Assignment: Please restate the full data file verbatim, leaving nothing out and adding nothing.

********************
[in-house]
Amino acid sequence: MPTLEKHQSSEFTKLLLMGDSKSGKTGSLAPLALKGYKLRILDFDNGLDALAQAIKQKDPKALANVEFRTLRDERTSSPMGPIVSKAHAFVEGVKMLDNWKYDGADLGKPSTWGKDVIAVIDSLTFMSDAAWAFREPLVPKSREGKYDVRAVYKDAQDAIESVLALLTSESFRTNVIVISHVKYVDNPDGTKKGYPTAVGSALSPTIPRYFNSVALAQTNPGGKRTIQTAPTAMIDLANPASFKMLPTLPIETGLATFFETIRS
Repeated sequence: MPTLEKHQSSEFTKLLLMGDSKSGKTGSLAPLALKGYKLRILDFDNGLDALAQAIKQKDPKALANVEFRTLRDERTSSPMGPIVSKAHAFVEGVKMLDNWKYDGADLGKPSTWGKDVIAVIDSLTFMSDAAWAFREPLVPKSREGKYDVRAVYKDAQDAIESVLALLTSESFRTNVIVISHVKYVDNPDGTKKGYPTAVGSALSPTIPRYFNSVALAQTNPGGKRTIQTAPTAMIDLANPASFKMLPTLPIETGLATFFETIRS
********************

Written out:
[in-house]
Amino acid sequence: MPTLEKHQSSEFTKLLLMGDSKSGKTGSLAPLALKGYKLRILDFDNGLDALAQAIKQKDPKALANVEFRTLRDERTSSPMGPIVSKAHAFVEGVKMLDNWKYDGADLGKPSTWGKDVIAVIDSLTFMSDAAWAFREPLVPKSREGKYDVRAVYKDAQDAIESVLALLTSESFRTNVIVISHVKYVDNPDGTKKGYPTAVGSALSPTIPRYFNSVALAQTNPGGKRTIQTAPTAMIDLANPASFKMLPTLPIETGLATFFETIRS
Repeated sequence: MPTLEKHQSSEFTKLLLMGDSKSGKTGSLAPLALKGYKLRILDFDNGLDALAQAIKQKDPKALANVEFRTLRDERTSSPMGPIVSKAHAFVEGVKMLDNWKYDGADLGKPSTWGKDVIAVIDSLTFMSDAAWAFREPLVPKSREGKYDVRAVYKDAQDAIESVLALLTSESFRTNVIVISHVKYVDNPDGTKKGYPTAVGSALSPTIPRYFNSVALAQTNPGGKRTIQTAPTAMIDLANPASFKMLPTLPIETGLATFFETIRS